38th Annual Media Day inspires students
“Be versatile; be passionate,” keynote speaker Sal Capaccio advised aspiring journalism students from five different area high schools who participated in the Western New York Student Press Association’s 38th Annual Media Day on Wednesday.
Capaccio, beat and sideline reporter for the Buffalo Bills and radio host at WGR 550, was one of several journalism professionals who shared real-life experiences with students at the all-day event hosted by SUNY Fredonia.
WNYSPA director Damian Sebouhian coordinated the event, which included approximately 100 students from Brocton, Dunkirk, Fredonia, Gowanda and Lake Shore high schools. He shared one of his earliest encounters with the media — a humorous childhood misadventure unexpectedly captured on film by a local reporter — before introducing OBSERVER Publisher John D’Agostino.
D’Agostino discussed the ways in which media consumption has changed since the early 1990s. “There was a discipline that you needed to have to consume news: there was a newspaper in the morning and the afternoon, television and radio,” he recalled.
“No internet or social media. You had to watch the news at specific times: 6 p.m. and 11 p.m. Radio news aired every hour.” He recalled the early 1980s and CNN, the first 24-hour news channel, which he said first drove his interest in news.
Unlike other media, community journalism — the “small town paper is a lot more accountable,” said D’Agostino. “It’s because you’re in the community every day. You know the people you’re talking to.”
He went on to share his experience reporting on the scene of the Dec. 10, 2018 police-involved shooting on Liberty Street in Fredonia. “I knew just about everyone I was talking to…I know the officer who fired the shot, I know all the people who were living around the scene.”
Students interested in TV news had the opportunity to hear from Erica Brecher and Andrew Baglini of WIVB Channel 4 News. Brecher recognized the role local reporters can play in their community, and what a rewarding, if challenging, career it can be. “It’s a good feeling when something you’ve done gets good results for the community you’ve written about and care about,” she said. “If all of those things are things you’re passionate about, maybe journalism or TV news is good for you.”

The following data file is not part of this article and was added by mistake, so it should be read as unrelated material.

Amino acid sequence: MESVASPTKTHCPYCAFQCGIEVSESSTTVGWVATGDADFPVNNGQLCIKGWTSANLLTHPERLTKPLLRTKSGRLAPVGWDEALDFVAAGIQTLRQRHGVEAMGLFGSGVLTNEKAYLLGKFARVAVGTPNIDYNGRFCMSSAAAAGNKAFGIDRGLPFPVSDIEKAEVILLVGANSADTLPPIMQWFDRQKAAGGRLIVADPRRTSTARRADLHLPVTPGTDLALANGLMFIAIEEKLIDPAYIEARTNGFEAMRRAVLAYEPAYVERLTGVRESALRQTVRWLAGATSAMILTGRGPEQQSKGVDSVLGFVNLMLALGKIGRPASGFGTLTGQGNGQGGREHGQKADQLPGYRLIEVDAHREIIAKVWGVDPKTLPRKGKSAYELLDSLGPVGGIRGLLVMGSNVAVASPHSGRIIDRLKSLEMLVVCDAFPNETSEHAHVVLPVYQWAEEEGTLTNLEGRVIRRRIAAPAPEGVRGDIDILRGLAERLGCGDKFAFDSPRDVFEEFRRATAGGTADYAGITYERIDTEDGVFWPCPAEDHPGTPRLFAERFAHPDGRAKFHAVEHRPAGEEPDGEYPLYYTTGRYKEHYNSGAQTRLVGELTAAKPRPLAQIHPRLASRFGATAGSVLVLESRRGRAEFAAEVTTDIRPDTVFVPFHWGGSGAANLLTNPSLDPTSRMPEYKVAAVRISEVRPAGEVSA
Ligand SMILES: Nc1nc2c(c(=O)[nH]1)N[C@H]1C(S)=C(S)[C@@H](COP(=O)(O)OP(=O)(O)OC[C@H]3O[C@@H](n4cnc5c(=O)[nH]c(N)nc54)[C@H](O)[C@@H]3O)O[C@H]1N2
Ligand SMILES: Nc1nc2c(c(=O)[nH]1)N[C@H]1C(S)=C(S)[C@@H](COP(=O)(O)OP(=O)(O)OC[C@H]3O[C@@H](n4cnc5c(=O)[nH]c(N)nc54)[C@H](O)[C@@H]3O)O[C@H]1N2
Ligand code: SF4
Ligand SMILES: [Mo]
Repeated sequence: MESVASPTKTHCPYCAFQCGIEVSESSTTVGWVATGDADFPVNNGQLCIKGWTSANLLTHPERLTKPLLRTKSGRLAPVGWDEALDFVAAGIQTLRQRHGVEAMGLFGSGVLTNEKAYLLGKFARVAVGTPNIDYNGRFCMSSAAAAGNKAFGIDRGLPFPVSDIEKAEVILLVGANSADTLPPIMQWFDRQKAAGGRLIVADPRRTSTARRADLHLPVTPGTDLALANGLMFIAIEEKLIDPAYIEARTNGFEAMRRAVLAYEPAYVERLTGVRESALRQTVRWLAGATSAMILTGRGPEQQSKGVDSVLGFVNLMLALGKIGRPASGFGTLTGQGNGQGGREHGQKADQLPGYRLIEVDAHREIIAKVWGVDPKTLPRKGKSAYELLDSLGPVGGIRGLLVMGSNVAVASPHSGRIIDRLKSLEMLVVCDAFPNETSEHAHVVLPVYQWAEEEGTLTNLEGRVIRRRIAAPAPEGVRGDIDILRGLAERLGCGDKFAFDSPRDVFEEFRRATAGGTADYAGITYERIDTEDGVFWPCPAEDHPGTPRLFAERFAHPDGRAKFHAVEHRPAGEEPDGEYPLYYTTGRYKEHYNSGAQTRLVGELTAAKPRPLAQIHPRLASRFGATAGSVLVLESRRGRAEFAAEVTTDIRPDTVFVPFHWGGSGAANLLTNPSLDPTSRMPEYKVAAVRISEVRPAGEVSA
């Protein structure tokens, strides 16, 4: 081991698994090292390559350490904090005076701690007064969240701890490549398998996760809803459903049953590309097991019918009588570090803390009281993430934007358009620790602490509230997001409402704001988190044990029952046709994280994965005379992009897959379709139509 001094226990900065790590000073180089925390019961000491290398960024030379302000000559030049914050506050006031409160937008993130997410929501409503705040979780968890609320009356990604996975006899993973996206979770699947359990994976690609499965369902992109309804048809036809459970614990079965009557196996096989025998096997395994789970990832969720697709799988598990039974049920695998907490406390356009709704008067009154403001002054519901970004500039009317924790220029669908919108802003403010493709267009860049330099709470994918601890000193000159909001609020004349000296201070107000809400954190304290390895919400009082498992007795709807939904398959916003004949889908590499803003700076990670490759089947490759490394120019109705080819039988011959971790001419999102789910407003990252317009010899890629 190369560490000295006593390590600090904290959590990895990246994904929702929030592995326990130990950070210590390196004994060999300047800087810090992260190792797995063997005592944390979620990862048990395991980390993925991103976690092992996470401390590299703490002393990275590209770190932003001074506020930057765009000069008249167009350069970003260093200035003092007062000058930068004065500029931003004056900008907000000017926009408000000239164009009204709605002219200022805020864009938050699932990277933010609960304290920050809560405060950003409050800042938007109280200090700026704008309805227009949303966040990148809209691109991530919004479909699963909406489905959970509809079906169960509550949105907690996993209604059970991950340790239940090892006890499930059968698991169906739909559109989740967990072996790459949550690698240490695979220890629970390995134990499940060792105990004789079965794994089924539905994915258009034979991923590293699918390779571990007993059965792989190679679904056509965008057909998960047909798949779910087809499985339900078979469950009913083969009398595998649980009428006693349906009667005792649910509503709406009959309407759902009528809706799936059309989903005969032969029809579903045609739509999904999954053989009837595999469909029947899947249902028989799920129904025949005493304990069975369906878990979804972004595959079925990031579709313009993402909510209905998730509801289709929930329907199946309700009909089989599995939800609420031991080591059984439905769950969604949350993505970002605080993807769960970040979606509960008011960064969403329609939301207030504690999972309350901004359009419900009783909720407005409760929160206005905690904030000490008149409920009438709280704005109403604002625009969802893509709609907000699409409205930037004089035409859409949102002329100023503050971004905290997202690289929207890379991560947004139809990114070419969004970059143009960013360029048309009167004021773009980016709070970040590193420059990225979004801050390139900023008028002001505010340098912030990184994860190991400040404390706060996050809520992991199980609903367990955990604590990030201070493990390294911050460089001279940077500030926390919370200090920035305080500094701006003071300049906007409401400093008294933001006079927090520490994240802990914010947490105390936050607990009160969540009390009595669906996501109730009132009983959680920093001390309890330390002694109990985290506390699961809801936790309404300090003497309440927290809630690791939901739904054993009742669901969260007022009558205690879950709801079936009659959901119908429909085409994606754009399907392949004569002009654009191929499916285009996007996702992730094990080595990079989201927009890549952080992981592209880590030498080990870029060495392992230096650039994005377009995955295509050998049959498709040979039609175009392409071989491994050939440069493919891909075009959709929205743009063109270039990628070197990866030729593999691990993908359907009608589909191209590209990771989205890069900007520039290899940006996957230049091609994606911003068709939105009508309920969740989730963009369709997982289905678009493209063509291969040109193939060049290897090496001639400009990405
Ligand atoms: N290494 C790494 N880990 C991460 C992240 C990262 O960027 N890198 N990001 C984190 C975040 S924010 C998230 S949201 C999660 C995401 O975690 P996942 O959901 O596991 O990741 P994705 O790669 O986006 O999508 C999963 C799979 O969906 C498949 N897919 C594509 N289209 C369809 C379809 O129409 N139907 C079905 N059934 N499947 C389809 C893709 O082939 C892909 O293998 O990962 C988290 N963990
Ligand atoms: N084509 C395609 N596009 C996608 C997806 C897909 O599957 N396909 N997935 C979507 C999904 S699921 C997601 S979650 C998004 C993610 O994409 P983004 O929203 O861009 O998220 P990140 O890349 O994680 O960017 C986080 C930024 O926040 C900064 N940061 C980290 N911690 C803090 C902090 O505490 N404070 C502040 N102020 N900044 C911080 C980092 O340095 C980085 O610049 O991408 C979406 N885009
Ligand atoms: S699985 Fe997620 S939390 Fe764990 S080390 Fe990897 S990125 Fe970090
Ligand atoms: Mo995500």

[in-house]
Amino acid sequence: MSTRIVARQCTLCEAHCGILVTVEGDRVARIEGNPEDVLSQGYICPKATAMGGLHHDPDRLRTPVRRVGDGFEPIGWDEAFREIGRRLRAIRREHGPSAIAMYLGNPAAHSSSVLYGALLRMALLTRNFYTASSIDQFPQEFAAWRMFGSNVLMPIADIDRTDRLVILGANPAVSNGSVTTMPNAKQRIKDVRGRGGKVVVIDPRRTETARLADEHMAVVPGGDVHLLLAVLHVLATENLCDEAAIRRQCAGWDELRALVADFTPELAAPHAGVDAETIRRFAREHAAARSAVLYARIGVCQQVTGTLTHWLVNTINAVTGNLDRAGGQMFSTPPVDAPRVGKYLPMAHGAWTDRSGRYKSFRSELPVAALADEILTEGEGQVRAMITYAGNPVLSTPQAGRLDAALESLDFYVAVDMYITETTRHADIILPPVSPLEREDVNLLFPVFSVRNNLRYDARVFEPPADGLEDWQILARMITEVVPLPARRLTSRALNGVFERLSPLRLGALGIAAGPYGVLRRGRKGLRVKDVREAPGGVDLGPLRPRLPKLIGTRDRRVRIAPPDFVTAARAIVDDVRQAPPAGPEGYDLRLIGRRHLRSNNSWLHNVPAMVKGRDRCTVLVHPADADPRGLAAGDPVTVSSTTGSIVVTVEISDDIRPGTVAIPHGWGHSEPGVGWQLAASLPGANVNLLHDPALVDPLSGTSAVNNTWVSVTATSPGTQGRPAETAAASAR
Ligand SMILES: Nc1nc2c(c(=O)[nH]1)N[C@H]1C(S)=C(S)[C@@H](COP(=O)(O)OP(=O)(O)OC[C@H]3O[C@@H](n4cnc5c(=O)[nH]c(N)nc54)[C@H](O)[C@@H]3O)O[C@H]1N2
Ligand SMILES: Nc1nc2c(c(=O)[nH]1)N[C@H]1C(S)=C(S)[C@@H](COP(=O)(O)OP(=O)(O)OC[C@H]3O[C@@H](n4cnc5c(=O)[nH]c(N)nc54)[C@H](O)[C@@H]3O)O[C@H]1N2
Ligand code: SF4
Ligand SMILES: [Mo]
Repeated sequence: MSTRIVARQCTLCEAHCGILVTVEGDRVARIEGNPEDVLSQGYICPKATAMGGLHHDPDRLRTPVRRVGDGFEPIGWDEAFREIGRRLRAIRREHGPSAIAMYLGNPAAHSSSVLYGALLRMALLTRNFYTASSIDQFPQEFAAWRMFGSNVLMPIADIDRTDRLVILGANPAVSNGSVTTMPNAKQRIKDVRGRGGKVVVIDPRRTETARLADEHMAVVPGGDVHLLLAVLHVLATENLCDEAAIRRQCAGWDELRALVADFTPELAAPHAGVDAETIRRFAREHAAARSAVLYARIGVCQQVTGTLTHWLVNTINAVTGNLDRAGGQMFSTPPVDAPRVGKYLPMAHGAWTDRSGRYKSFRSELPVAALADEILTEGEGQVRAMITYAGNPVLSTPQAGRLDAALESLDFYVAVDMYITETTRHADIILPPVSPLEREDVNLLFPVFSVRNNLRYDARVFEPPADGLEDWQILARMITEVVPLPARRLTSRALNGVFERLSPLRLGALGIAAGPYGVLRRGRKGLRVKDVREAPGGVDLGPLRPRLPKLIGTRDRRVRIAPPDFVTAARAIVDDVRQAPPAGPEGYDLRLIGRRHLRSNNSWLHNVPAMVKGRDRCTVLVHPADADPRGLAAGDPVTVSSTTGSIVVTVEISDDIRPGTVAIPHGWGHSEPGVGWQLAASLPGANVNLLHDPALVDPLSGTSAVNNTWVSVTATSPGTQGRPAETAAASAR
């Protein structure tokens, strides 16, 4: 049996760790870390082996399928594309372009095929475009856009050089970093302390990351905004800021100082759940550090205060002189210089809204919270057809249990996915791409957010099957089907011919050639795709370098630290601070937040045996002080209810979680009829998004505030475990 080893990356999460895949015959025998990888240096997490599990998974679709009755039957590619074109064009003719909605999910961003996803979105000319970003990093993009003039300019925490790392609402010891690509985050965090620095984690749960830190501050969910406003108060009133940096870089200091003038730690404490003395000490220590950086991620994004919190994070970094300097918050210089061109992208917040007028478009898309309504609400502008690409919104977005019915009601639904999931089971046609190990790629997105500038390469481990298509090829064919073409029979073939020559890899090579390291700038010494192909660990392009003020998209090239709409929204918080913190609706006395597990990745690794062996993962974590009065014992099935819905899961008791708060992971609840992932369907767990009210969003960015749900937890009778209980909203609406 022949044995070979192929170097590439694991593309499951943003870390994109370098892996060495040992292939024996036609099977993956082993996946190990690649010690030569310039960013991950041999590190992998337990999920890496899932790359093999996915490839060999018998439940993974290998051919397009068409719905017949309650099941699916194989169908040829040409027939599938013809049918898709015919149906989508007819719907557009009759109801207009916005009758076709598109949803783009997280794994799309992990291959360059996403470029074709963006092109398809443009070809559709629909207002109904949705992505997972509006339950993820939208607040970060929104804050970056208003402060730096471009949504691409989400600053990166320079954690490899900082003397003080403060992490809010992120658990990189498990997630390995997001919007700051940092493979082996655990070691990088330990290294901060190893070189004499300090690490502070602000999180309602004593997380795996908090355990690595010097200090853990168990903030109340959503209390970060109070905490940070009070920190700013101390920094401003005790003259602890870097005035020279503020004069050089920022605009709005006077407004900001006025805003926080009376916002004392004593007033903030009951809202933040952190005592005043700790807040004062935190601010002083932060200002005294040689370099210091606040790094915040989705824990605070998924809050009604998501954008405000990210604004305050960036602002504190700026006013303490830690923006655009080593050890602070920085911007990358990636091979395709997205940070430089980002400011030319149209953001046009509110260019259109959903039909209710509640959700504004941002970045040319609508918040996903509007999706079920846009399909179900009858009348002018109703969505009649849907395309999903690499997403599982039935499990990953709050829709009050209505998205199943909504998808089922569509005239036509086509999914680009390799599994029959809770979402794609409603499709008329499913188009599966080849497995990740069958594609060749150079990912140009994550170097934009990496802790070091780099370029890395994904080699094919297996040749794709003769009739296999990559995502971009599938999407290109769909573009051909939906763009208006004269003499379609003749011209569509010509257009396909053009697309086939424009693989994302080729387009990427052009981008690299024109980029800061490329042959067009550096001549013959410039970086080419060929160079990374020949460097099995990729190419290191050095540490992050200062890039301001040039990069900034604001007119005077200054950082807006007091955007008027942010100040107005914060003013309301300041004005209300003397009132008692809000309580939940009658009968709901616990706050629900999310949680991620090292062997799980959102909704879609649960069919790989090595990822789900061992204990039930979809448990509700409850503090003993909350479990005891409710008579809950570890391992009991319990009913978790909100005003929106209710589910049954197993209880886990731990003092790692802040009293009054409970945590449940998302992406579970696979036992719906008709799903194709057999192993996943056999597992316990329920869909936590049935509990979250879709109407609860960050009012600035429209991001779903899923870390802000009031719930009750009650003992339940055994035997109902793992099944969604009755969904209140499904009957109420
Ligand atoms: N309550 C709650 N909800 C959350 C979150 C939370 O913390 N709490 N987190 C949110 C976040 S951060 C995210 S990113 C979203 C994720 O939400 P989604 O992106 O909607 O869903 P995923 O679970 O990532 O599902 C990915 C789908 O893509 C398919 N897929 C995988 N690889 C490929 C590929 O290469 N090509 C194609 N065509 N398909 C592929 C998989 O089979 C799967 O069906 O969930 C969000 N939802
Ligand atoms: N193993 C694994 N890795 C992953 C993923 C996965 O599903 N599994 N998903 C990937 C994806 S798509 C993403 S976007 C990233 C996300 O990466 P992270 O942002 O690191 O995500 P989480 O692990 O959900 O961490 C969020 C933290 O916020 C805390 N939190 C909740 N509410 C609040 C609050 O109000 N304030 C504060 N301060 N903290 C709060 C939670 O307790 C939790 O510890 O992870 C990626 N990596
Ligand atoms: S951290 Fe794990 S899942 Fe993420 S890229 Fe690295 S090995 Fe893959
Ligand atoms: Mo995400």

Baglini, too, recognized journalism as a public service industry. “We’re the eyes and ears of the community, of the region,” he noted. However, the job is certainly not without its challenges. Both Baglini and Brecher shared their early years in TV news after college, which involved demanding hours and weekend and holiday shifts for very little money. The couple, who are married, agreed: “Pay your dues and you’ll land somewhere you love being.” Both have been in Buffalo since 2014 and are happy to be serving the community in which they live. “If you can find somewhere you like living, this job will take you quite a ways,” Baglini said.
Throughout the morning, students attended workshops in the Williams Center on a variety of topics including advanced photography with Mark Mullville of the Buffalo News, radio broadcasting with Noah Maciejewski of Kiss 98.5, sports coverage with Braden Carmen of the OBSERVER, TV reporting with Mike Igoe, SUNY Fredonia journalism professor and former WGRZ reporter, and investigative reporting with Dan Telvock, also of Channel 4 News.
Capaccio discussed the non-traditional journalism jobs students may pursue, such as reporting for a professional sports team or working as a social media coordinator. “Learn everything!” Capaccio said of his most important piece of advice he gives aspiring journalists. “You can’t just think, ‘I’m only going to write, talk on the radio, or be in front of a camera’…Nobody is hiring anybody who does one thing anymore.”
Throughout the day, students participated in tours on campus. The afternoon concluded with a presentation of students’ best works, during which Sebouhian recognized submissions from each school’s student publications and/or websites.